Located on a hill, almost on the border of the province of Zamora, and within viewing distance of Villalonso Castle, the primitive Tiedra Castle is already mentioned in the 11th century.
The present castle seems to date from the end of the 13th century and is in a bad state of conservation. It consists of a polygonal enclosure, with a perimeter of 115 meters, equipped with two circular towers. Near one of these there are remains of a ruined wall. This could be a vestige of a second defensive enclosure. There is a dry moat on its western side.
In the 13th century a Don Alonso Téllez de Meneses was the Lord of Tiedra. In the 14th century the Lord of Tiedra was Don Sancho, Count of Alburquerque and brother of King Enrique II de Trastamara. His daughter Leonor, Countess of Alburquerque and married with Fernando de Antequera, inherited from him, amongst other possessions, Tiedra Castle. His sons Enrique and Juan, the Infants of Aragon, inherited from their father the castles of Medina del Campo and Peñafiel Castle. Both the brothers fought against King Juan II of Castile. Therefore this king confiscated Tiedra Castle and handed it over to his favorite Don Alvaro de Luna. During these wars the king incarcerated several of his enemies in Tiedra Castle; under these prisoners were the Count of Haro, the Lords of Batres and Valdecorneja and the bishop of Palencia. After his defeat, in 1445, in the battle of Olmedo, the enemies of the king, handed the castle to Don Pedro Girón, Master of Calatrava as a reward for his help. This Don Pedro Girón is the same one who would, in later years, received Peñafiel Castle from King Enrique IV.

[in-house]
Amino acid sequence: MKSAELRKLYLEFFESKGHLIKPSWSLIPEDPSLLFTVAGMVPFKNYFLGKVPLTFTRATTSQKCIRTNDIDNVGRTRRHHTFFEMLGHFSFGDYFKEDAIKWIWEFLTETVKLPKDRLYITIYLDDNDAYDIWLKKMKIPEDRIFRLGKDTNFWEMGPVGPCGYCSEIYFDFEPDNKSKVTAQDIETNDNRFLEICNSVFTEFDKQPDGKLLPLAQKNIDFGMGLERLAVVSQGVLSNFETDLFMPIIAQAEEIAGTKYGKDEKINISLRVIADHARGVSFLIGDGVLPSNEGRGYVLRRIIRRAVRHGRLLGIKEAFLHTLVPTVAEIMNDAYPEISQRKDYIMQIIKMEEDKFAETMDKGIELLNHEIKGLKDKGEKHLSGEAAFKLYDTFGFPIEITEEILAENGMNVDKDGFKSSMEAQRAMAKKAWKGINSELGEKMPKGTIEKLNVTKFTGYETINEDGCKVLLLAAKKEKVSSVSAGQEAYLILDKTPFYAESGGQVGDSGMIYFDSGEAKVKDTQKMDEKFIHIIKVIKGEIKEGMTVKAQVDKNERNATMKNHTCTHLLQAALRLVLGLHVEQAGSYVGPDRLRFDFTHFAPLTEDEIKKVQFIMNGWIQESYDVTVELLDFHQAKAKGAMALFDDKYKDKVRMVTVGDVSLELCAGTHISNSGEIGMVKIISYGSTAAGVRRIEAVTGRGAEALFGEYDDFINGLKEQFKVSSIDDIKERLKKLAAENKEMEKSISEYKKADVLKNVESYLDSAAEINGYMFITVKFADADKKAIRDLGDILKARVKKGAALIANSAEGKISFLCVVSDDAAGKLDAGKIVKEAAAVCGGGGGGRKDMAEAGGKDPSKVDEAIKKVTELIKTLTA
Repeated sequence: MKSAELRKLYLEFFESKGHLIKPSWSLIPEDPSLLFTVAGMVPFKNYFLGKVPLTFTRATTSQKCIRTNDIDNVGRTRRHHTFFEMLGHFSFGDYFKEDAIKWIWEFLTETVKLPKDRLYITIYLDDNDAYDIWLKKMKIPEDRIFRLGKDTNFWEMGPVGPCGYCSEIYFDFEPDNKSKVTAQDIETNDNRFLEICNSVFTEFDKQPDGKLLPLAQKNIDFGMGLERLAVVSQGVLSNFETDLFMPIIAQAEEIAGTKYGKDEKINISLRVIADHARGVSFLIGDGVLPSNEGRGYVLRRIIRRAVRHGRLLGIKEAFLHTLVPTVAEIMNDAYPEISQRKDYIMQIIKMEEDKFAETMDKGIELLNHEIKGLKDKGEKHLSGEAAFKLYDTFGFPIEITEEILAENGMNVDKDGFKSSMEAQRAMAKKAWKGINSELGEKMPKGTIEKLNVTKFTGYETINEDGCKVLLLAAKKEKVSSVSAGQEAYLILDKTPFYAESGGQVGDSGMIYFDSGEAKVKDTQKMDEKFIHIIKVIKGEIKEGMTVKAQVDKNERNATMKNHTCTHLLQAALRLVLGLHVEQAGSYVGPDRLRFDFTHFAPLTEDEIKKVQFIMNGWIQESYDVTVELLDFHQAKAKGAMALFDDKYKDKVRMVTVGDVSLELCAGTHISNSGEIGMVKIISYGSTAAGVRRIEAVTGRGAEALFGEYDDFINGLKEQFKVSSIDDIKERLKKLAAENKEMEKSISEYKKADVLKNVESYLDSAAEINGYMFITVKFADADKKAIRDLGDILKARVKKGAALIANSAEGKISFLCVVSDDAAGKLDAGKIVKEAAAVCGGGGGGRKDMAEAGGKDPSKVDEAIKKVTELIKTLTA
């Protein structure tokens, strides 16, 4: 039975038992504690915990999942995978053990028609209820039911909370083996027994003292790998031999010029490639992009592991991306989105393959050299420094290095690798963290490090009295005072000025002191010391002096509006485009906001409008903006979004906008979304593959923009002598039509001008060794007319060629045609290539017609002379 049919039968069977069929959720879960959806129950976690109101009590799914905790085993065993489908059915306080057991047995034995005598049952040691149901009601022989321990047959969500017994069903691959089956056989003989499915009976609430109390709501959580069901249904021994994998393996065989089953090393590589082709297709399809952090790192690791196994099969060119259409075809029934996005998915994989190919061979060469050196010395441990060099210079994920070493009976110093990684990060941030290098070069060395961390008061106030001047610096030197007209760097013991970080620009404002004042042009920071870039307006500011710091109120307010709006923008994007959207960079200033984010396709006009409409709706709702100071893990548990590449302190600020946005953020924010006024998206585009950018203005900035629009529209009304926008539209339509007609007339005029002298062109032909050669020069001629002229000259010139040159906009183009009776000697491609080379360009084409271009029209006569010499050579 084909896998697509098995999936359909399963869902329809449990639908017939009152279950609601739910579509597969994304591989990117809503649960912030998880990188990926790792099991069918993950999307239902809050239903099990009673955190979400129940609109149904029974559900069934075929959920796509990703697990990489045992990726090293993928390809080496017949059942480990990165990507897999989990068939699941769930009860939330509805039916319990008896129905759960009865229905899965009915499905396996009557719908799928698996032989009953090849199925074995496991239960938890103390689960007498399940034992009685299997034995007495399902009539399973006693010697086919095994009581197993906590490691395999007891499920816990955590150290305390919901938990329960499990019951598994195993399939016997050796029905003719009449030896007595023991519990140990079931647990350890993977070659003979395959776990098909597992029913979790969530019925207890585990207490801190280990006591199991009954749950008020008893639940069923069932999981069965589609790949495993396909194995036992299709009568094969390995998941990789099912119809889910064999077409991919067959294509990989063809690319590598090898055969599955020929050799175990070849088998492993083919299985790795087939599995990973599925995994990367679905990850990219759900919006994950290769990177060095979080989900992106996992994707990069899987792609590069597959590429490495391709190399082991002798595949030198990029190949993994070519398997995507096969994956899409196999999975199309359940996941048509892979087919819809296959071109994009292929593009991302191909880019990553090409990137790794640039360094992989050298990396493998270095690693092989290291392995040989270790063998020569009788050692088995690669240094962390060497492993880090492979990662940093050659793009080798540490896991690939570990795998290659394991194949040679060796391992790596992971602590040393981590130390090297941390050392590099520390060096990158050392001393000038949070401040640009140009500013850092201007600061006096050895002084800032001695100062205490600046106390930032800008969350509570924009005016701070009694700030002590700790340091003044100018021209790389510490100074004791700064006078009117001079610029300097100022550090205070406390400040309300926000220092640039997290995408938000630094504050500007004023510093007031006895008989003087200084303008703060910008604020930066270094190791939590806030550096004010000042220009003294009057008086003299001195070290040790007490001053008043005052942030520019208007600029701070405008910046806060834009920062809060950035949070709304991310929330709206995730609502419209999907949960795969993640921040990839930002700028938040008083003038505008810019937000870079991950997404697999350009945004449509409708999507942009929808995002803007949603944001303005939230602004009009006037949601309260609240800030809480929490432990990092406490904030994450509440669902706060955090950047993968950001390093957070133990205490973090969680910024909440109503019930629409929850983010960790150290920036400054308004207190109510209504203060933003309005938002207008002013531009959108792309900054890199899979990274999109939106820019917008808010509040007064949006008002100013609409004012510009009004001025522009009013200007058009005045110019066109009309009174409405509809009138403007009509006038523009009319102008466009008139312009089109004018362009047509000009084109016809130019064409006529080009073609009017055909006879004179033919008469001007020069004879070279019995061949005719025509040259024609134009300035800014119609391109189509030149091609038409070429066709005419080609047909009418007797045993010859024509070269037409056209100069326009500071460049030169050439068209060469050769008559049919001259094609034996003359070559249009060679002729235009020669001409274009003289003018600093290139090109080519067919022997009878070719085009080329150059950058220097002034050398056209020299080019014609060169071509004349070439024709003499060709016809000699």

Until the 19th century the castle belonged to ducal house of Osuna.References:
Easter Aquhorthies stone circle, located near Inverurie, is one of the best-preserved examples of a recumbent stone circle, and one of the few that still have their full complement of stones. It consists of a ring of nine stones, eight of which are grey granite and one red jasper. Two more grey granite stones flank a recumbent of red granite flecked with crystals and lines of quartz. The circle is particularly notable for its builders' use of polychromy in the stones, with the reddish ones situated on the SSW side and the grey ones opposite.
The placename Aquhorthies derives from a Scottish Gaelic word meaning 'field of prayer', and may indicate a 'long continuity of sanctity' between the Stone or Bronze Age circle builders and their much later Gaelic successors millennia later. The circle's surroundings were landscaped in the late 19th century, and it sits within a small fenced and walled enclosure. A stone dyke, known as a roundel, was built around the circle some time between 1847 and 1866–7.